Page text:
Why do mid-managers find it difficult to trust their juniors?

Middle managers tend to second-guess their juniors, and this has become more prevalent in recent years.

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There can be many reasons why middle managers often find it difficult to trust their subordinates as much as their seniors at the workplace.

One of the most common reasons is that middle managers feel pressurised to prove themselves to their seniors. In trying to do so, they tend to become more cautious in their decision-making.

Another reason is that middle managers may have less experience or knowledge than their seniors. Therefore, they may be more reliant on their subordinates for information and support. This dependence on subordinates can create a feeling of vulnerability for middle managers, which can lead to a lack of trust.

Sometimes, middle managers may have their own personal biases and prejudices that affect their perceptions and interactions with others. These biases can lead them to be less trusting of their subordinates.

“A lot of time has to go into the development of our middle managers”.

Gautam Srivastava, VP and head HR, The Leela Palaces, Hotels, and Resorts

According to Gautam Srivastava, VP and head of HR at The Leela Palaces, Hotels, and Resorts, this issue is not a new one. It has been in existence for a long time. It is just that it has snowballed in recent years. This, he believes, is because of a multi-generational workforce working together.

Srivastava feels that to cope with this, “a lot of time has to go into the development of our middle managers”. He is of the opinion that “organisations need to invest time in developing and coaching their middle managers and creating awareness about how to handle such roles.”

Atul Mathur, executive VP of Aditya Birla Capital, points out that certain middle managers feel more comfortable performing or accomplishing tasks by themselves. Therefore, they end up as micromanagers, even when they work with their teams. “It may take certain middle managers some time to condition themselves to the fact that they also need to delegate”.

“Not all middle managers are distrustful of their people. There certainly are some very good and effective team leaders and managers out there, who place a lot of trust in their juniors,” Mathur says.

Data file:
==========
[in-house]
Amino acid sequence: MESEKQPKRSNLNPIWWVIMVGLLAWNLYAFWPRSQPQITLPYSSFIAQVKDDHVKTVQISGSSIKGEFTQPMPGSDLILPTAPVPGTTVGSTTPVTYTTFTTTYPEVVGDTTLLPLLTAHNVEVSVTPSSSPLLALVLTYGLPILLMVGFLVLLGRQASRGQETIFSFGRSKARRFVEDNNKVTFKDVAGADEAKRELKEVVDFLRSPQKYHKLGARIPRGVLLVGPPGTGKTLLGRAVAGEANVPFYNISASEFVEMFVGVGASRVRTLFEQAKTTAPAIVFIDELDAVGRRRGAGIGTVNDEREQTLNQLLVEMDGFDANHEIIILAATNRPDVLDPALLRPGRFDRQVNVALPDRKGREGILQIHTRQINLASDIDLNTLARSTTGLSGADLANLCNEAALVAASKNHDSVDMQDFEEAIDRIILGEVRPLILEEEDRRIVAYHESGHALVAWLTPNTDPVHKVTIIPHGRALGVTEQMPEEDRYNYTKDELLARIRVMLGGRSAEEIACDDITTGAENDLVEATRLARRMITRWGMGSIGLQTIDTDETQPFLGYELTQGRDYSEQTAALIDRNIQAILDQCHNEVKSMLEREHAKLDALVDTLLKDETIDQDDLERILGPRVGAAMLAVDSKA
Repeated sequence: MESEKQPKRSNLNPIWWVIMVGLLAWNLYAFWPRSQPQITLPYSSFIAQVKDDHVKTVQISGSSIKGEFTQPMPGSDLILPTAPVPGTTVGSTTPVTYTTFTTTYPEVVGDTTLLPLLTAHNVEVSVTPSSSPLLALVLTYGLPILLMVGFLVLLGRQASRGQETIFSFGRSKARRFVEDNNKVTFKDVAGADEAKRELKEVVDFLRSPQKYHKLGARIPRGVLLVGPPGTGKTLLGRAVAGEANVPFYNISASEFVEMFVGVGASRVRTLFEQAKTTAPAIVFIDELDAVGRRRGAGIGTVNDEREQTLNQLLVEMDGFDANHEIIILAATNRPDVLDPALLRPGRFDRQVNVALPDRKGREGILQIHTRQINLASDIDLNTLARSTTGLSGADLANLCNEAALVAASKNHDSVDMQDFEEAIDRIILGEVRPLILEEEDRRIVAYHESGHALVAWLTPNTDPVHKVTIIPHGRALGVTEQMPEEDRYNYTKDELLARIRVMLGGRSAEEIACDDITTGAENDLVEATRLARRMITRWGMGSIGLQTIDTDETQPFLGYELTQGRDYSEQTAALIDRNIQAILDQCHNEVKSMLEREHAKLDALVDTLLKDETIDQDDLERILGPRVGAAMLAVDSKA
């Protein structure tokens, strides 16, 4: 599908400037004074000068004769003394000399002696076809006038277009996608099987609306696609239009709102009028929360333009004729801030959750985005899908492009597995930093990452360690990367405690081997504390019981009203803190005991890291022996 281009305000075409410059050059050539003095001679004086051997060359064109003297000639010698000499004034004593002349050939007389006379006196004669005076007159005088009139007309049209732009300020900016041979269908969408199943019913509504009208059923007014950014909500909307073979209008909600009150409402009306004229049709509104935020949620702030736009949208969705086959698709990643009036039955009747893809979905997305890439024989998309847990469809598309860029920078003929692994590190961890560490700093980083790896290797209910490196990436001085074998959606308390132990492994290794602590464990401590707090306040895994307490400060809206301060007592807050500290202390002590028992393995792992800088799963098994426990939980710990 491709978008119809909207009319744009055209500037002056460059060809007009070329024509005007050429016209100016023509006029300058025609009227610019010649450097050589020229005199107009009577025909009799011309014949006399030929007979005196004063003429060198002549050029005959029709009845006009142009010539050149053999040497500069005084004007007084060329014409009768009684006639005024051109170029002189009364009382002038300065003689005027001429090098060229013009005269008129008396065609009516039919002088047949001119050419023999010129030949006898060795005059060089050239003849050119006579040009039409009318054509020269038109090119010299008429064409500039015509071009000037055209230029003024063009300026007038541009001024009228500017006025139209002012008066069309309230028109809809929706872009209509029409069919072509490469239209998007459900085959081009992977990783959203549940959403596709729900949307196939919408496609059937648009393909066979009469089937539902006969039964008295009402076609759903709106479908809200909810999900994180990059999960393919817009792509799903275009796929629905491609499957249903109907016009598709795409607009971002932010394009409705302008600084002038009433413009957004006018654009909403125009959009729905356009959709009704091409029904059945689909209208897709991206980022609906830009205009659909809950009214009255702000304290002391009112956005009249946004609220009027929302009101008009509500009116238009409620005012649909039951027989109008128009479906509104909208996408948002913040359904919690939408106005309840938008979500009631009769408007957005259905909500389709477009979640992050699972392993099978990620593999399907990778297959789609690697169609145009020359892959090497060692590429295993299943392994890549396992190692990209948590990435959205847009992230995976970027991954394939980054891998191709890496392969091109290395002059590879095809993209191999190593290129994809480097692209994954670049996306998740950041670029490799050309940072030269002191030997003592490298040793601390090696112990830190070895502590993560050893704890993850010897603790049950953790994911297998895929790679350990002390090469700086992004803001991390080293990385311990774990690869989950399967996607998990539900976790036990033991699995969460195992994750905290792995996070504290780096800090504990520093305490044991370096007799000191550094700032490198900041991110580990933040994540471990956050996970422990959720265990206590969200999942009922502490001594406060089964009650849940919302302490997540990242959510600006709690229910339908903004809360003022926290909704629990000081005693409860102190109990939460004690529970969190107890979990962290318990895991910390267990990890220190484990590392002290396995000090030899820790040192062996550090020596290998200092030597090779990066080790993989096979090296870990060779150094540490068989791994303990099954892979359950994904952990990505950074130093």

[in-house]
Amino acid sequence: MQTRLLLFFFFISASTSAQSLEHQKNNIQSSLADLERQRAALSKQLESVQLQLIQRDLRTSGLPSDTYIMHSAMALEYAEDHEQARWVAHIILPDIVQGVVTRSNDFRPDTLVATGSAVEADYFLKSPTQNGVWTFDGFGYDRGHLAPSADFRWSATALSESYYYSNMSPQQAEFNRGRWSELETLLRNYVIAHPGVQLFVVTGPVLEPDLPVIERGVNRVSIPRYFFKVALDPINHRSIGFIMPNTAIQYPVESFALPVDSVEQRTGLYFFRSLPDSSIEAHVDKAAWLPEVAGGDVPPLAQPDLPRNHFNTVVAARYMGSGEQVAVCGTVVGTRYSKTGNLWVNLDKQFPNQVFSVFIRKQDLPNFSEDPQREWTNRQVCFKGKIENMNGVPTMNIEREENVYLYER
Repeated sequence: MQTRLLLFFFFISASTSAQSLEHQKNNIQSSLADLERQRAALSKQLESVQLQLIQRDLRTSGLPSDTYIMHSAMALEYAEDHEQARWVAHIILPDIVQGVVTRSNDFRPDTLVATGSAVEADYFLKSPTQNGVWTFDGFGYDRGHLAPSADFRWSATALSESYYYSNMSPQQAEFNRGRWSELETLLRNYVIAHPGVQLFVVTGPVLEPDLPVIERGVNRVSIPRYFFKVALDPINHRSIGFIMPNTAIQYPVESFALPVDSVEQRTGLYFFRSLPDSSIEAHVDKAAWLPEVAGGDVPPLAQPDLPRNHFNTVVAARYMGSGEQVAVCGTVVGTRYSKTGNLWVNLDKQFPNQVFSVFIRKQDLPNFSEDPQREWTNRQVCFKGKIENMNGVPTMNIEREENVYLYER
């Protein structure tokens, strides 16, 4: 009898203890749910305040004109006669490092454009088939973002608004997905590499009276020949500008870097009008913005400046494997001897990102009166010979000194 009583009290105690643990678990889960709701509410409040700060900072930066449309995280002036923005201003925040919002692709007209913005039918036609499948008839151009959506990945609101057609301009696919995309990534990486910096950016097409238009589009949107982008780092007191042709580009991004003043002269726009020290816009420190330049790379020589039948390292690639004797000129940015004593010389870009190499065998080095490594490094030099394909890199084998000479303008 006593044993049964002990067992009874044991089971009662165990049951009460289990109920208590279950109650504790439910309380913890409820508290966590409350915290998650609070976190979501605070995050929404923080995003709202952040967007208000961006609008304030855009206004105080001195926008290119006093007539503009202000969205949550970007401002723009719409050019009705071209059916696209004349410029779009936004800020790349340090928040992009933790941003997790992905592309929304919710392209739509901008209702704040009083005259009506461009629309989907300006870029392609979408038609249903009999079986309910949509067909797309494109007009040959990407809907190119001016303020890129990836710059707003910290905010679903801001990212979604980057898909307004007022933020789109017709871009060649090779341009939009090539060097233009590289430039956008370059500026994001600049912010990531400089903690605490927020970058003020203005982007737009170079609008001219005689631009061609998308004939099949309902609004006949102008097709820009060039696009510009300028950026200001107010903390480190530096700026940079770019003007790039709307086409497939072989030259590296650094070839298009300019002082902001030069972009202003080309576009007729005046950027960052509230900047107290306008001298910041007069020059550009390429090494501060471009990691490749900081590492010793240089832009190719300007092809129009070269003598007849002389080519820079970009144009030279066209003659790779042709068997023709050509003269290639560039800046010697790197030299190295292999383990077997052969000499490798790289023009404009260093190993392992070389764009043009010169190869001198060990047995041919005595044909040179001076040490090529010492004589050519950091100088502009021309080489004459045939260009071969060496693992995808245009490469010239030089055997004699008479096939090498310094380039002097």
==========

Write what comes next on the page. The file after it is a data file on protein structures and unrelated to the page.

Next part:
“It may take certain middle managers some time to condition themselves to the fact that they also need to delegate”.

Atul Mathur, executive VP, Aditya Birla Capital

Middle managers are mostly leaders who get promoted because of their good performance or because they displayed high potential. That is why, they are often rather new to their roles and may not yet have developed the skills and experience needed to effectively manage and lead their teams. This leads to a lack of confidence in their own leadership abilities. As a result, they are unable to trust their subordinates.

According to Mathur, “Many a time, middle managers tend to distrust other employees and that is where HR and training come in to help these people, sensitise them to the fact that they are managers now, and they should learn how to handle teams, how and whom to delegate work, whom to work with and how to segment the team members accordingly”.

Middle managers may also be caught between their subordinates and their seniors, which can create a challenging and stressful work environment. This is more common when middle managers are required to manage both their subordinates and their superiors. In such situations, middle managers may feel the need to protect themselves and their own interests, even while maintaining control. This leads to their lack of trust in their subordinates.

In recent times, with remote working becoming so rampant, the challenges have only increased. In-person and face-to-face interactions have dwindled. Co-workers are not meeting daily.

“The leaders who are not insecure want their teams to grow, because they realise that’s how they themselves will grow,”

Shefali Suri, group CHRO, Greaves Cotton

Mathur says, “With remote work and the hybrid model today, the corporate world appears to be way different from what professionals have been used to. That is why, most of the time middle managers doubt whether the person working from home is genuinely working or not. There is a need to bring about a change in the mindset of managers. They need to be more trusting, especially of those working remotely. They have to understand that people working from home may not necessarily be insincere workers lazing around or sitting idle.”

Poor communication between middle managers and their subordinates can also lead to mistrust. That is why, Srivastava says that organisations need to invest in the training and development of middle managers.

Shefali Suri, group CHRO, Greaves Cotton, believes that all middle managers are not insecure about those reporting to them.

Middle managers who are more secure and trust their subordinates are able to create a positive work environment, where employees can grow. “The leaders who are not insecure want their teams to grow, because they realise that’s how they themselves will grow,” enunciates Suri.

On the other hand, middle managers who are insecure or do not trust their subordinates can end up creating a negative work environment that hinders the growth and development of their employees.

It’s important to note that trust is an essential component of any effective team or organisation. By trusting their subordinates, middle managers can facilitate greater productivity, innovation and overall success. It’s important for middle managers to work on building trust within their teams in order to create a positive and supportive work environment.

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